3 things to watch: Packers at Cardinals

Weston Hodkiewicz
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Green Bay Packers wide receiver Randall Cobb looks to make a move after catching a pass as Arizona Cardinals cornerback Patrick Peterson defends at University of Phoenix Stadium.

Quarterback battle

Carson Palmer never has won a playoff game and hasn’t played in the postseason since 2009. The torn anterior cruciate ligament that Palmer suffered midway through last season derailed the Cardinals’ chances at a lengthy postseason run. However, everything seems to have aligned for Arizona this year. Palmer, who turned 36 last month, had his best professional season since bursting onto the scene in 2005. The former Heisman Trophy winner set career highs in passing yards (4,671), touchdowns (35) and passer rating (104.6). Now, can he do it on the big stage? His opposition, Aaron Rodgers, didn’t have nearly as fine of a regular season, but is tempered for the postseason. This will be Rodgers’ 13th career playoff game. He’s completed 274-of-423 passes for 3,193 yards with 25 touchdowns and seven interceptions (100.3 passer rating) in his seven consecutive postseason appearances. The scale easily tips in Palmer’s favor in terms of his top three receiving weapons and tight end. Larry Fitzgerald has enjoyed a renaissance at 32 years old with 109 receptions for 1,215 yards and nine touchdowns. Roughly half of those yards have come from the slot with John Brown and Michael Floyd keeping defense’s honest deep. The emergence of rookie running back David Johnson in place of injured Chris Johnson (leg) gives Arizona a comparable running game, as well. Rodgers has a bit more of a motley crew with Davante Adams (knee) ruled out, and Jordy Nelson (knee) and Ty Montgomery (ankle) out for the year. It’ll take a group effort for the Packers to keep pace with Palmer and the Arizona’s top-ranked offense. “Bruce does an excellent job of calling it as far as the balance between the run and the pass,” Packers coach Mike McCarthy said. “You know their perimeter group, and Carson Palmer is playing the best football of his career. So we've got to match up and make plays.”

Chicken or the egg?

Outside of an awful first quarter, Green Bay looked a lot more like its old self in Sunday’s 35-18 win over Washington. The question is whether the Packers suddenly found the offensive rhythm they’ve been seeking for the past two months or they simply were preying upon the NFL’s fifth-worst defense. It’s probably a little bit of both. Washington has a few playmakers, but was hamstrung by injuries and poor play. The Packers’ receivers, who so often have struggled in man coverage this year, looked like Pro Bowlers matching up against 31-year-old Will Blackmon and Washington’s soft coverages. The ability to throw the ball forced Washington out of its base formation, which then opened the seas for Eddie Lacy and James Starks to combine for 107 rushing yards and two touchdowns in the second half. The idea of throwing to run the ball is one the Packers rarely have explored this season and could be catalyst for improvement going forward. McCarthy’s liberal use of receiver Randall Cobb in the backfield in the first half was exactly what the passing game needed to takeoff. It remains to be seen whether the Packers will be able to do that again with Adams unlikely to play, voiding one of the perimeter receiver spots. His absence leaves only James Jones and little-used No. 4 receiver Jeff Janis as the Packers’ natural boundary options. Where the Packers decide to use Cobb could go a long way in determining whether they advance to the NFC championship for the second consecutive year. “Frankly, the way they play you during the course of the game may take you one direction or another, too,” said McCarthy when asked about Cobb in the backfield this week. “We’ve seen more base defense against our sub offense this year. So those are the kinds of things you look at and you weigh it. But that’s all part of game-planning.”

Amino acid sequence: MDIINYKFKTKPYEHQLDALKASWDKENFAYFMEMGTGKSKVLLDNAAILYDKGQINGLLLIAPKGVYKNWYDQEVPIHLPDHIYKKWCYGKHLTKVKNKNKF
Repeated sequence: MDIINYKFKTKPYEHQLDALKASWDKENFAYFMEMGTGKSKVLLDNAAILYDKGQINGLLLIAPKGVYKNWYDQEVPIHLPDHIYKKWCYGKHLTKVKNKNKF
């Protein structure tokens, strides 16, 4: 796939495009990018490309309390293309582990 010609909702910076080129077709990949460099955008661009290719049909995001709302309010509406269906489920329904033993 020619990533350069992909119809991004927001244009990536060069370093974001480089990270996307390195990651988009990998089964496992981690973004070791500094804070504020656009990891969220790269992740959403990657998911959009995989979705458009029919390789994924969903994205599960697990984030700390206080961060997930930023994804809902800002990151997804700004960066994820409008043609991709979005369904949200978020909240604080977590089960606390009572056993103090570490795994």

Up to the challenge

Palmer isn’t the only opponent the Packers’ defense will be facing Saturday night. It also must be prepared to go tit for tat with Arizona’s own 3-4 scheme. The Cardinals lost outside linebacker Alex Okafor to a mysterious toe injury earlier this week and signed veteran Jason Babin, who hasn’t played since September. Still, veteran Dwight Freeney and massive defensive end Calais Campbell (6-8, 300) gave the Packers a ton of fits in their first matchup. Campbell, who had 2½ sacks last month against Green Bay, has an enormous wingspan that also can eat up ball carriers. The Packers don’t have a lot of giants on their defense outside of Julius Peppers, but are relativity healthy on their own defensive front. The only two outside linebackers on the injury report, Mike Neal and Jayrone Elliott, were full participants in Friday’s practice. The Packers still don’t know whether they’ll have cornerbacks Sam Shields (concussion) or Quinten Rollins (quad) available. Arizona is playing without one of the league’s best, Tyrann Mathieu (torn ACL), but Patrick Peterson is arguably the best in the league at cornerback. Defense likely will set the tone in this game. If the Cardinals keep the Packers’ offense on lock down early, it’ll be up to Clay Matthews and the rest of Green Bay’s defenders to contain the league’s most explosive offense. “A lot of guys have been in this position before and we understand what’s at stake,” Matthews said. “We put a lot of work into this and hopefully that kind of passion and energy and renewed focus and enthusiasm comes out this Saturday. We’re going to need it. The reality is if you win you obviously move on to the NFC championship game. If you lose, then it’s another season in which you have regret.” and follow him on Twitter @WesHod.

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